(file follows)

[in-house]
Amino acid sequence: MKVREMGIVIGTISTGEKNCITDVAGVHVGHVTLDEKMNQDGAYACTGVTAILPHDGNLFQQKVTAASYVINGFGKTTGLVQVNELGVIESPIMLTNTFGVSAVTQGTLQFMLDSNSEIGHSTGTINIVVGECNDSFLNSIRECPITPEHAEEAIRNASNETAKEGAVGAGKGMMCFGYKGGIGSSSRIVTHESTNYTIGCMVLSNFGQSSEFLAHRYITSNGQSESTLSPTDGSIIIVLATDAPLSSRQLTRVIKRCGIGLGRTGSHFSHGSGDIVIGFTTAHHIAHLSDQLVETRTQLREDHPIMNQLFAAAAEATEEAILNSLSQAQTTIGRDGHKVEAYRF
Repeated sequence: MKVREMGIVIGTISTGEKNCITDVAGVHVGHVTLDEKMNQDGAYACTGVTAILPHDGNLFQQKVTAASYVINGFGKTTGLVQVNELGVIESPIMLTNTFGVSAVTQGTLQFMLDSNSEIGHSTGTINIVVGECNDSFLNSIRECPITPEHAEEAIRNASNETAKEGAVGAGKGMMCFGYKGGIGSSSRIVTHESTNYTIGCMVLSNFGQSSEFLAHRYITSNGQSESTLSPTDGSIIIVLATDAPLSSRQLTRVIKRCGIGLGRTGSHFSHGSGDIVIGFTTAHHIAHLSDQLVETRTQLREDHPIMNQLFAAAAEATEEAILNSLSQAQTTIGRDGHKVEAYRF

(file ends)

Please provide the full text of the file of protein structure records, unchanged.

[in-house]
Amino acid sequence: MKVREMGIVIGTISTGEKNCITDVAGVHVGHVTLDEKMNQDGAYACTGVTAILPHDGNLFQQKVTAASYVINGFGKTTGLVQVNELGVIESPIMLTNTFGVSAVTQGTLQFMLDSNSEIGHSTGTINIVVGECNDSFLNSIRECPITPEHAEEAIRNASNETAKEGAVGAGKGMMCFGYKGGIGSSSRIVTHESTNYTIGCMVLSNFGQSSEFLAHRYITSNGQSESTLSPTDGSIIIVLATDAPLSSRQLTRVIKRCGIGLGRTGSHFSHGSGDIVIGFTTAHHIAHLSDQLVETRTQLREDHPIMNQLFAAAAEATEEAILNSLSQAQTTIGRDGHKVEAYRF
Repeated sequence: MKVREMGIVIGTISTGEKNCITDVAGVHVGHVTLDEKMNQDGAYACTGVTAILPHDGNLFQQKVTAASYVINGFGKTTGLVQVNELGVIESPIMLTNTFGVSAVTQGTLQFMLDSNSEIGHSTGTINIVVGECNDSFLNSIRECPITPEHAEEAIRNASNETAKEGAVGAGKGMMCFGYKGGIGSSSRIVTHESTNYTIGCMVLSNFGQSSEFLAHRYITSNGQSESTLSPTDGSIIIVLATDAPLSSRQLTRVIKRCGIGLGRTGSHFSHGSGDIVIGFTTAHHIAHLSDQLVETRTQLREDHPIMNQLFAAAAEATEEAILNSLSQAQTTIGRDGHKVEAYRF